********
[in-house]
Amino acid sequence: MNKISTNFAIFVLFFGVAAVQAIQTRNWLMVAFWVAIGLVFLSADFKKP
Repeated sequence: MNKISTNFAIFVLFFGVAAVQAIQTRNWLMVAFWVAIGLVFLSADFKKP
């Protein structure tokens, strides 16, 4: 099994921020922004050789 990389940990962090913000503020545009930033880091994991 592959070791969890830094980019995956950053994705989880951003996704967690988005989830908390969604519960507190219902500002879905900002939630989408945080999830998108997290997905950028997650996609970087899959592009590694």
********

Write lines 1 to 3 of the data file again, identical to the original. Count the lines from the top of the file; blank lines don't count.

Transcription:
[in-house]
Amino acid sequence: MNKISTNFAIFVLFFGVAAVQAIQTRNWLMVAFWVAIGLVFLSADFKKP
Repeated sequence: MNKISTNFAIFVLFFGVAAVQAIQTRNWLMVAFWVAIGLVFLSADFKKP